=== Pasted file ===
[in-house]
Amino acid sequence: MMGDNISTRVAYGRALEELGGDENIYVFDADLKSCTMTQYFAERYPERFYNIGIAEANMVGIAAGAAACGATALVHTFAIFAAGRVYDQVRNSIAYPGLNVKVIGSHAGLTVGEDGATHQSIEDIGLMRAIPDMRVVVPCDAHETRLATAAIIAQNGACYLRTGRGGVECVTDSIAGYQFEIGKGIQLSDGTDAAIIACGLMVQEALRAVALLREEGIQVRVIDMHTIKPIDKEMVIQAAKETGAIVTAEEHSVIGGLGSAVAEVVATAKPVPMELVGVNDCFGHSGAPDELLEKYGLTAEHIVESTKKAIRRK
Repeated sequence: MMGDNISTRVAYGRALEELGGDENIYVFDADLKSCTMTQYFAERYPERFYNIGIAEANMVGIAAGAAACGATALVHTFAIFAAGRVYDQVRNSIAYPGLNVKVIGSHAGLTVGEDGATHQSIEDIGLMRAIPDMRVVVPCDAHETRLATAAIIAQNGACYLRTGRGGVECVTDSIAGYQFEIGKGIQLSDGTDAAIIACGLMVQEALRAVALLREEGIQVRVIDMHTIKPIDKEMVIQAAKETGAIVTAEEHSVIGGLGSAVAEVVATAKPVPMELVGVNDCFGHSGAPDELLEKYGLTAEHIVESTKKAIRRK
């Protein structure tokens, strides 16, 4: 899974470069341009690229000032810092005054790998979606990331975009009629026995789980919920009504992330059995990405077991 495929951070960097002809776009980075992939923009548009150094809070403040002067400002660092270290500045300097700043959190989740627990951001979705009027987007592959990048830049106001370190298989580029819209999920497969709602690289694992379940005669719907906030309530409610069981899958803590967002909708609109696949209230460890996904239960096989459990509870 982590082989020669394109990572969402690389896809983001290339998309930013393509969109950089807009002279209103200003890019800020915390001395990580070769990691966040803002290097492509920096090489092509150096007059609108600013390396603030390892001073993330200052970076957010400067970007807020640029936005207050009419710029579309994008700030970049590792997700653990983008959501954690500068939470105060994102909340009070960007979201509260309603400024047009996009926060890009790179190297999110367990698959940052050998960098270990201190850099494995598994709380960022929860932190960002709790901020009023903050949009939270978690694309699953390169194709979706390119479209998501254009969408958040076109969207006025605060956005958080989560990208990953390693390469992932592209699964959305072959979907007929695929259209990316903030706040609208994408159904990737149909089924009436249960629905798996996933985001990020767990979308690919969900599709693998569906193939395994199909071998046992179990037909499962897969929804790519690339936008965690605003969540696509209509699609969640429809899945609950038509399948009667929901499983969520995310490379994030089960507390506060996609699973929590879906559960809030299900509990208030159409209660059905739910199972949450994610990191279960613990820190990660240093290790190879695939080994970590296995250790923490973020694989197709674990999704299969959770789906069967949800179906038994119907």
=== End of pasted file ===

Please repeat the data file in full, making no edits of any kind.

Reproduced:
[in-house]
Amino acid sequence: MMGDNISTRVAYGRALEELGGDENIYVFDADLKSCTMTQYFAERYPERFYNIGIAEANMVGIAAGAAACGATALVHTFAIFAAGRVYDQVRNSIAYPGLNVKVIGSHAGLTVGEDGATHQSIEDIGLMRAIPDMRVVVPCDAHETRLATAAIIAQNGACYLRTGRGGVECVTDSIAGYQFEIGKGIQLSDGTDAAIIACGLMVQEALRAVALLREEGIQVRVIDMHTIKPIDKEMVIQAAKETGAIVTAEEHSVIGGLGSAVAEVVATAKPVPMELVGVNDCFGHSGAPDELLEKYGLTAEHIVESTKKAIRRK
Repeated sequence: MMGDNISTRVAYGRALEELGGDENIYVFDADLKSCTMTQYFAERYPERFYNIGIAEANMVGIAAGAAACGATALVHTFAIFAAGRVYDQVRNSIAYPGLNVKVIGSHAGLTVGEDGATHQSIEDIGLMRAIPDMRVVVPCDAHETRLATAAIIAQNGACYLRTGRGGVECVTDSIAGYQFEIGKGIQLSDGTDAAIIACGLMVQEALRAVALLREEGIQVRVIDMHTIKPIDKEMVIQAAKETGAIVTAEEHSVIGGLGSAVAEVVATAKPVPMELVGVNDCFGHSGAPDELLEKYGLTAEHIVESTKKAIRRK
């Protein structure tokens, strides 16, 4: 899974470069341009690229000032810092005054790998979606990331975009009629026995789980919920009504992330059995990405077991 495929951070960097002809776009980075992939923009548009150094809070403040002067400002660092270290500045300097700043959190989740627990951001979705009027987007592959990048830049106001370190298989580029819209999920497969709602690289694992379940005669719907906030309530409610069981899958803590967002909708609109696949209230460890996904239960096989459990509870 982590082989020669394109990572969402690389896809983001290339998309930013393509969109950089807009002279209103200003890019800020915390001395990580070769990691966040803002290097492509920096090489092509150096007059609108600013390396603030390892001073993330200052970076957010400067970007807020640029936005207050009419710029579309994008700030970049590792997700653990983008959501954690500068939470105060994102909340009070960007979201509260309603400024047009996009926060890009790179190297999110367990698959940052050998960098270990201190850099494995598994709380960022929860932190960002709790901020009023903050949009939270978690694309699953390169194709979706390119479209998501254009969408958040076109969207006025605060956005958080989560990208990953390693390469992932592209699964959305072959979907007929695929259209990316903030706040609208994408159904990737149909089924009436249960629905798996996933985001990020767990979308690919969900599709693998569906193939395994199909071998046992179990037909499962897969929804790519690339936008965690605003969540696509209509699609969640429809899945609950038509399948009667929901499983969520995310490379994030089960507390506060996609699973929590879906559960809030299900509990208030159409209660059905739910199972949450994610990191279960613990820190990660240093290790190879695939080994970590296995250790923490973020694989197709674990999704299969959770789906069967949800179906038994119907």